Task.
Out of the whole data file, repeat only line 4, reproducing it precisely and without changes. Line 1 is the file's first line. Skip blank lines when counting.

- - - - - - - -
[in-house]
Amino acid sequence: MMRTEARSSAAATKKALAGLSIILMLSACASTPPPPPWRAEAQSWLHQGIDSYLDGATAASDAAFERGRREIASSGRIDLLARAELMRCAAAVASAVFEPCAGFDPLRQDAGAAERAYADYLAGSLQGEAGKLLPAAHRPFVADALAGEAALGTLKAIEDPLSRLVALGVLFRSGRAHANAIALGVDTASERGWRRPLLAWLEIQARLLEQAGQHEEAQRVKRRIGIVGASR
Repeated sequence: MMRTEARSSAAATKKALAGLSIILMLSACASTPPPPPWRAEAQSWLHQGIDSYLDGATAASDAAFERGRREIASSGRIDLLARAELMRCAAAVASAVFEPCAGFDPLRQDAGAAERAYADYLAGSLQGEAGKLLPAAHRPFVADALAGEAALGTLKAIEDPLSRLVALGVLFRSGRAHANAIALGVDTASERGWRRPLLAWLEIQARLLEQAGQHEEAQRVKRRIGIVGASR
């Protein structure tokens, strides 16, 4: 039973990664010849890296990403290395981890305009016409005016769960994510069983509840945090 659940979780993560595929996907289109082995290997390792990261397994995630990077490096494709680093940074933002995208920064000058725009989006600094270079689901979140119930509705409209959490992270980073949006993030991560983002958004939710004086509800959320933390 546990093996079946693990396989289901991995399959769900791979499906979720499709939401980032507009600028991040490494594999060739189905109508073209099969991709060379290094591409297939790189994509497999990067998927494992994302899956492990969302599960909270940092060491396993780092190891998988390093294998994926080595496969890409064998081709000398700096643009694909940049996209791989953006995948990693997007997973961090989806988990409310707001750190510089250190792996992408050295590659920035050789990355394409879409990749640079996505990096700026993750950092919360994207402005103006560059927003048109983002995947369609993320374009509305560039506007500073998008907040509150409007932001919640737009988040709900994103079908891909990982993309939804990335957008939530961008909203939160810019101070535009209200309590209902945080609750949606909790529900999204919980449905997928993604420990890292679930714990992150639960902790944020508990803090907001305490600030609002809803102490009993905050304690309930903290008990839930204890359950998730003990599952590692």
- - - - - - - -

């Protein structure tokens, strides 16, 4: 039973990664010849890296990403290395981890305009016409005016769960994510069983509840945090 659940979780993560595929996907289109082995290997390792990261397994995630990077490096494709680093940074933002995208920064000058725009989006600094270079689901979140119930509705409209959490992270980073949006993030991560983002958004939710004086509800959320933390 546990093996079946693990396989289901991995399959769900791979499906979720499709939401980032507009600028991040490494594999060739189905109508073209099969991709060379290094591409297939790189994509497999990067998927494992994302899956492990969302599960909270940092060491396993780092190891998988390093294998994926080595496969890409064998081709000398700096643009694909940049996209791989953006995948990693997007997973961090989806988990409310707001750190510089250190792996992408050295590659920035050789990355394409879409990749640079996505990096700026993750950092919360994207402005103006560059927003048109983002995947369609993320374009509305560039506007500073998008907040509150409007932001919640737009988040709900994103079908891909990982993309939804990335957008939530961008909203939160810019101070535009209200309590209902945080609750949606909790529900999204919980449905997928993604420990890292679930714990992150639960902790944020508990803090907001305490600030609002809803102490009993905050304690309930903290008990839930204890359950998730003990599952590692």